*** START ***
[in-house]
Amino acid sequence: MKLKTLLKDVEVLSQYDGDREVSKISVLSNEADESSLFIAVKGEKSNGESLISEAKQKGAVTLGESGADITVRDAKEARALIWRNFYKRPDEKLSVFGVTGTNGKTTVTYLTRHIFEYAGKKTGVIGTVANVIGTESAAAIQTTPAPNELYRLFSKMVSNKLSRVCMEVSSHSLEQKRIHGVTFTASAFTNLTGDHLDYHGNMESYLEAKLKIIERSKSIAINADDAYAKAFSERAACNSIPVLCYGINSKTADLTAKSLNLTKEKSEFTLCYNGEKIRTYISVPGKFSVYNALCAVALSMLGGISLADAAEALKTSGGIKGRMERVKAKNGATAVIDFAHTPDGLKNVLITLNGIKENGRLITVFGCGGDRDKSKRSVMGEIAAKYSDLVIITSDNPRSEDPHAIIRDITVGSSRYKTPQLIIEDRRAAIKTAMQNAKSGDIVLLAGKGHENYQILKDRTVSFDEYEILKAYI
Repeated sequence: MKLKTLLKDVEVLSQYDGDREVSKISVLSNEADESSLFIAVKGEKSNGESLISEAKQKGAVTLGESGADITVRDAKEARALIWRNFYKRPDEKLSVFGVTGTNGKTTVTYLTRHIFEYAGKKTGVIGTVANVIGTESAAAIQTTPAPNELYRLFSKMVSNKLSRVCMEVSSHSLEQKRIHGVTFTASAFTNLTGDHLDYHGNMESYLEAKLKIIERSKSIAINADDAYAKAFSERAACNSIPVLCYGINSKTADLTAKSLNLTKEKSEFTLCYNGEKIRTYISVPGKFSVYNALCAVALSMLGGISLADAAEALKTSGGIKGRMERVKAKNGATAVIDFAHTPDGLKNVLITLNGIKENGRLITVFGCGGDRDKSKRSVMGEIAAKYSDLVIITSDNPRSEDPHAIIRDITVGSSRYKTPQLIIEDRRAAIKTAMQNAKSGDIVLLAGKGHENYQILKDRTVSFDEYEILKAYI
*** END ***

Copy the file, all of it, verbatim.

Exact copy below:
[in-house]
Amino acid sequence: MKLKTLLKDVEVLSQYDGDREVSKISVLSNEADESSLFIAVKGEKSNGESLISEAKQKGAVTLGESGADITVRDAKEARALIWRNFYKRPDEKLSVFGVTGTNGKTTVTYLTRHIFEYAGKKTGVIGTVANVIGTESAAAIQTTPAPNELYRLFSKMVSNKLSRVCMEVSSHSLEQKRIHGVTFTASAFTNLTGDHLDYHGNMESYLEAKLKIIERSKSIAINADDAYAKAFSERAACNSIPVLCYGINSKTADLTAKSLNLTKEKSEFTLCYNGEKIRTYISVPGKFSVYNALCAVALSMLGGISLADAAEALKTSGGIKGRMERVKAKNGATAVIDFAHTPDGLKNVLITLNGIKENGRLITVFGCGGDRDKSKRSVMGEIAAKYSDLVIITSDNPRSEDPHAIIRDITVGSSRYKTPQLIIEDRRAAIKTAMQNAKSGDIVLLAGKGHENYQILKDRTVSFDEYEILKAYI
Repeated sequence: MKLKTLLKDVEVLSQYDGDREVSKISVLSNEADESSLFIAVKGEKSNGESLISEAKQKGAVTLGESGADITVRDAKEARALIWRNFYKRPDEKLSVFGVTGTNGKTTVTYLTRHIFEYAGKKTGVIGTVANVIGTESAAAIQTTPAPNELYRLFSKMVSNKLSRVCMEVSSHSLEQKRIHGVTFTASAFTNLTGDHLDYHGNMESYLEAKLKIIERSKSIAINADDAYAKAFSERAACNSIPVLCYGINSKTADLTAKSLNLTKEKSEFTLCYNGEKIRTYISVPGKFSVYNALCAVALSMLGGISLADAAEALKTSGGIKGRMERVKAKNGATAVIDFAHTPDGLKNVLITLNGIKENGRLITVFGCGGDRDKSKRSVMGEIAAKYSDLVIITSDNPRSEDPHAIIRDITVGSSRYKTPQLIIEDRRAAIKTAMQNAKSGDIVLLAGKGHENYQILKDRTVSFDEYEILKAYI